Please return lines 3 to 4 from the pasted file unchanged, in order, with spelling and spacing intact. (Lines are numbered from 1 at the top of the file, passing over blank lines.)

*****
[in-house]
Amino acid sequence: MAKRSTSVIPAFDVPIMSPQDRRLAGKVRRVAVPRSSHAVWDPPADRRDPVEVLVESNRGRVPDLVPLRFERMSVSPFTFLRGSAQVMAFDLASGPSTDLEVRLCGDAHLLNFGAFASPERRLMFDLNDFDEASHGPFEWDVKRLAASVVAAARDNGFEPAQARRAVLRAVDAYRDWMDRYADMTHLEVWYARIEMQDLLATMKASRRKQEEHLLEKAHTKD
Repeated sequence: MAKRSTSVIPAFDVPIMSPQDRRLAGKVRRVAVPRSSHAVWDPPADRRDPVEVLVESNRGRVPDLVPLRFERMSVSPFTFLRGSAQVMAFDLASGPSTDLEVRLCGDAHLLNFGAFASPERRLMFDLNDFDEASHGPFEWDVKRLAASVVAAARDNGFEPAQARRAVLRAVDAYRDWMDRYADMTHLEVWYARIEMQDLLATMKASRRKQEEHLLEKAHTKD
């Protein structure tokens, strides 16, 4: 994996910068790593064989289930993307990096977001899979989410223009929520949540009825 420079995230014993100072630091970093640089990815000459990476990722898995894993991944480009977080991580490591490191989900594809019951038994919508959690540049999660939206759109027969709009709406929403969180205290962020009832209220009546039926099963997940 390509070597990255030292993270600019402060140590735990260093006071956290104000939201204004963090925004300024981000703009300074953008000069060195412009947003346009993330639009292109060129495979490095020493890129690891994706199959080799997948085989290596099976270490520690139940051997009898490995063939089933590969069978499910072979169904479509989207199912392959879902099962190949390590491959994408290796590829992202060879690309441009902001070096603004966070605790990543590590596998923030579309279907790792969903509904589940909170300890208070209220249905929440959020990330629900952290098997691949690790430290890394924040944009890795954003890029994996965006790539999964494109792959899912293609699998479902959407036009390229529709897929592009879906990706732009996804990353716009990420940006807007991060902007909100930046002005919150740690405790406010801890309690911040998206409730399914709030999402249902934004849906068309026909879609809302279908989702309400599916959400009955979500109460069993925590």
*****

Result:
Repeated sequence: MAKRSTSVIPAFDVPIMSPQDRRLAGKVRRVAVPRSSHAVWDPPADRRDPVEVLVESNRGRVPDLVPLRFERMSVSPFTFLRGSAQVMAFDLASGPSTDLEVRLCGDAHLLNFGAFASPERRLMFDLNDFDEASHGPFEWDVKRLAASVVAAARDNGFEPAQARRAVLRAVDAYRDWMDRYADMTHLEVWYARIEMQDLLATMKASRRKQEEHLLEKAHTKD
């Protein structure tokens, strides 16, 4: 994996910068790593064989289930993307990096977001899979989410223009929520949540009825 420079995230014993100072630091970093640089990815000459990476990722898995894993991944480009977080991580490591490191989900594809019951038994919508959690540049999660939206759109027969709009709406929403969180205290962020009832209220009546039926099963997940 390509070597990255030292993270600019402060140590735990260093006071956290104000939201204004963090925004300024981000703009300074953008000069060195412009947003346009993330639009292109060129495979490095020493890129690891994706199959080799997948085989290596099976270490520690139940051997009898490995063939089933590969069978499910072979169904479509989207199912392959879902099962190949390590491959994408290796590829992202060879690309441009902001070096603004966070605790990543590590596998923030579309279907790792969903509904589940909170300890208070209220249905929440959020990330629900952290098997691949690790430290890394924040944009890795954003890029994996965006790539999964494109792959899912293609699998479902959407036009390229529709897929592009879906990706732009996804990353716009990420940006807007991060902007909100930046002005919150740690405790406010801890309690911040998206409730399914709030999402249902934004849906068309026909879609809302279908989702309400599916959400009955979500109460069993925590």